1) Malignant Hyperthermia is not a subject that is known to the general public, therefore, the tragic death of a young girl from a myopathy that no one has ever heard of IS a big story.

2) Although, I don't believe that race is a factor, I do believe that her age is. The trend is ever increasing for adolescents who are having cosmetic surgery, whether it be breast augmentation, nose jobs, or pinning of those "ears that make me look like a freak!"

3) After all the media attention that was given to the Nevada Surgical Center incident, the public is wary and the media is going to exploit any incidents that involve less than acceptable medical practices. (i.e. one vial of Dantrolene!)

Although, I am greatly saddened for her family and friends, her tragic event may very well deter a few young people from electing to have cosmetic surgery and/or realizing that there are very real risks and hazards involved in surgery and anesthesia. I speak as an informed health care provider, and mother to children who have a family history of MH. You are correct that she most likely gave informed consent for an elective breast surgery and knew the risks and hazards. Did that include incompetence of the medical staff to either recognize and/or to treat her condition? I don't think so..............

:twocents:

Fortunately, the irresponsible and financially impossible recommendations of an association with an axe to grind is not what drives medical care in this country. Prudent and acceptable dantrolene availability is certainly not on-site in every surgery center or doctors office in the US. For such an extremely rare condition, having enough available at one hospital that serves as a repository for dantrolene, should suffice for a moderate sized city.

It appears part of the reason for the press coverage is a pattern of the press jumping to conclusions regarding patient death or injury specifically in the state of Florida, that has been the center of a maelstrom driving states across the US to adopt outpatient anesthesia regulations.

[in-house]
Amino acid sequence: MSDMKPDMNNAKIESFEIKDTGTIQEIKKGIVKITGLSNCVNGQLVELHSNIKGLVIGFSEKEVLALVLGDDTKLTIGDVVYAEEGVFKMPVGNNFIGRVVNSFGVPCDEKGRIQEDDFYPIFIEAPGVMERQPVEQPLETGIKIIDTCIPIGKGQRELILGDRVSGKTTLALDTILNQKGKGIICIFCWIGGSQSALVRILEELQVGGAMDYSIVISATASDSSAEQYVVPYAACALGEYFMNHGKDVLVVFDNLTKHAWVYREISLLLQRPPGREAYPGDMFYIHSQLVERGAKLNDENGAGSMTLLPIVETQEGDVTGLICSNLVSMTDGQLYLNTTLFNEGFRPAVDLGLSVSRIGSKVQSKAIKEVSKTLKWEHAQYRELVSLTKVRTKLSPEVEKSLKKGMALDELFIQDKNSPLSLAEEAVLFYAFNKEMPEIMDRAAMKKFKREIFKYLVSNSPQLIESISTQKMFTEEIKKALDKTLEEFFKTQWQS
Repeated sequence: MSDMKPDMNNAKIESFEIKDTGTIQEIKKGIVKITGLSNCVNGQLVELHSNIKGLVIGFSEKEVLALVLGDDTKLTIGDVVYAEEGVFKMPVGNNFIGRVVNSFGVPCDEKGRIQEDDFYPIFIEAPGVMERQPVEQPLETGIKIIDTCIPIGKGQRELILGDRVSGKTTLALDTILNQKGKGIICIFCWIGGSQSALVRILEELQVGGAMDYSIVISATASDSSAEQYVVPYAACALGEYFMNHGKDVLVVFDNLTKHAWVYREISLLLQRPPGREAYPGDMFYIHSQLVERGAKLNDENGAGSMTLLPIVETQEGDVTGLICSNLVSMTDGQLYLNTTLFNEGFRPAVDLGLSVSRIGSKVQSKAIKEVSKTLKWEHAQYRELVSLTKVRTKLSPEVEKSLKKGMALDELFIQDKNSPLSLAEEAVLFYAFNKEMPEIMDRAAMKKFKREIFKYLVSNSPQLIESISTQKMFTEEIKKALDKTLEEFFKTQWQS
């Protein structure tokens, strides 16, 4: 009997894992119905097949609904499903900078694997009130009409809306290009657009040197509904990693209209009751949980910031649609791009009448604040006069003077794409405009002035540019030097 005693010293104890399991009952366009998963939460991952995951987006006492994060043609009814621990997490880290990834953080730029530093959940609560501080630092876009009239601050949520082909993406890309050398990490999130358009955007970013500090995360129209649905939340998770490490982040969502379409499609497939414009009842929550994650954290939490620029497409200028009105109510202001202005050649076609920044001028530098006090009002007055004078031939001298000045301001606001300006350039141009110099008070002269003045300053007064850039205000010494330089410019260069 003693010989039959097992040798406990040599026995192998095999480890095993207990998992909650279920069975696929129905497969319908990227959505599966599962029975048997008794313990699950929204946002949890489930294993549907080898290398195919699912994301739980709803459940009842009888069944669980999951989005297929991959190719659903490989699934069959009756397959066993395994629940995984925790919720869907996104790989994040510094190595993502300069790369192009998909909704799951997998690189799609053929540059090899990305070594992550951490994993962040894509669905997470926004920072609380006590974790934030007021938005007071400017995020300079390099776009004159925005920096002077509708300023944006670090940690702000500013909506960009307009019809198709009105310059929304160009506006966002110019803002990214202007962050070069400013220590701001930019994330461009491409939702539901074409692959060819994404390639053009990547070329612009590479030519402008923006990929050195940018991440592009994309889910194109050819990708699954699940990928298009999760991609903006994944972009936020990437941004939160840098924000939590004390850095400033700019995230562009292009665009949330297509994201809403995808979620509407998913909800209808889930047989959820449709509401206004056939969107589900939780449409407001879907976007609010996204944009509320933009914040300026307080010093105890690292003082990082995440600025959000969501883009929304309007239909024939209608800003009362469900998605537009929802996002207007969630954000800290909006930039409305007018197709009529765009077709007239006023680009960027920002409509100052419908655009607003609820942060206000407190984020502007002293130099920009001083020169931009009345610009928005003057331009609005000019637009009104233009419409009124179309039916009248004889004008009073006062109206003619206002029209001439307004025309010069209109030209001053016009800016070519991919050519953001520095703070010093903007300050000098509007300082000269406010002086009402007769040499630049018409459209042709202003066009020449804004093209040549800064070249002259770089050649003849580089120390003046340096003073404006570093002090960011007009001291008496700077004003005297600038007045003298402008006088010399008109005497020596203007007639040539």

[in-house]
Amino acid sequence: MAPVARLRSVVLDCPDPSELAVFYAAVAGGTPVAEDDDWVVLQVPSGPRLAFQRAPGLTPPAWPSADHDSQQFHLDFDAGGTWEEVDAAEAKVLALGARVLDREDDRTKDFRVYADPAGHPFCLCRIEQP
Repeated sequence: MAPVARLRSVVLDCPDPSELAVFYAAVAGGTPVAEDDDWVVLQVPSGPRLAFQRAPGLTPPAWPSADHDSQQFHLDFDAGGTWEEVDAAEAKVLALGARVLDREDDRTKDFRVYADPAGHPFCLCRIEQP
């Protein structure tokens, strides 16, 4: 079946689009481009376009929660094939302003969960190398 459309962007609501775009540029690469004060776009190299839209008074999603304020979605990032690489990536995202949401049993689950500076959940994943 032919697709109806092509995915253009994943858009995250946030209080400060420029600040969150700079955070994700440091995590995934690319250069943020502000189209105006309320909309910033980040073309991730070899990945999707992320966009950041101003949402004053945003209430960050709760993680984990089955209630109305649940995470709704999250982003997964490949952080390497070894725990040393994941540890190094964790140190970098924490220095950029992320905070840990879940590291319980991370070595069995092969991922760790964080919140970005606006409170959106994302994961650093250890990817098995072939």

FLTraumaRN

Specializes in Trauma ER and ICU...SRNA now.

CoolHand- It is not standard procedure nor acceptable for a surgical center to perform general anesthesia without the correct amount of dantrolene. I work in a recovery room of a surgical center. We have a MH cart (well, it's more like a tackle box) that is locked and has everything needed for MH initial treatment while transfer to a hospital setting was arranged.

I would be curious to know if anyone else in her family has had a problem with MH and if so did they disclose that to the staff?

unfortunate that you choose an article from a surgeon as your source, as well as including quotes from an anesthesiologist whose main purpose in life is to beat his own drum about "his" anesthesia technique, one that he has trademarked if you can imagine that.

the facts - surgeon-owned asc, an anesthesiologist provided the care (name and picture all over the media), the patient received dantrolene but unsure how much (scumbag attorney that thinks he knows everything says one vial and compares the docs to auto mechanics), and they contacted mhaus for guidance.

other than that, everything is supposition at this point - the medical examiners report hasn't even been released yet. it sounds like she had a whopping case of mh (although there probably is no such thing as a minor case) with all the attending complications including dic. regardless, it's a very sad case, made all the worse by scumbag attorneys and their media whoring. if the clinic in fact did not have enough dantrolene on hand, that will certainly come out, and all involved, from surgeon to anesthesiologist to clinic owners and managers involved with purchasing decisions will be in deep doodoo and writing checks with many 0's.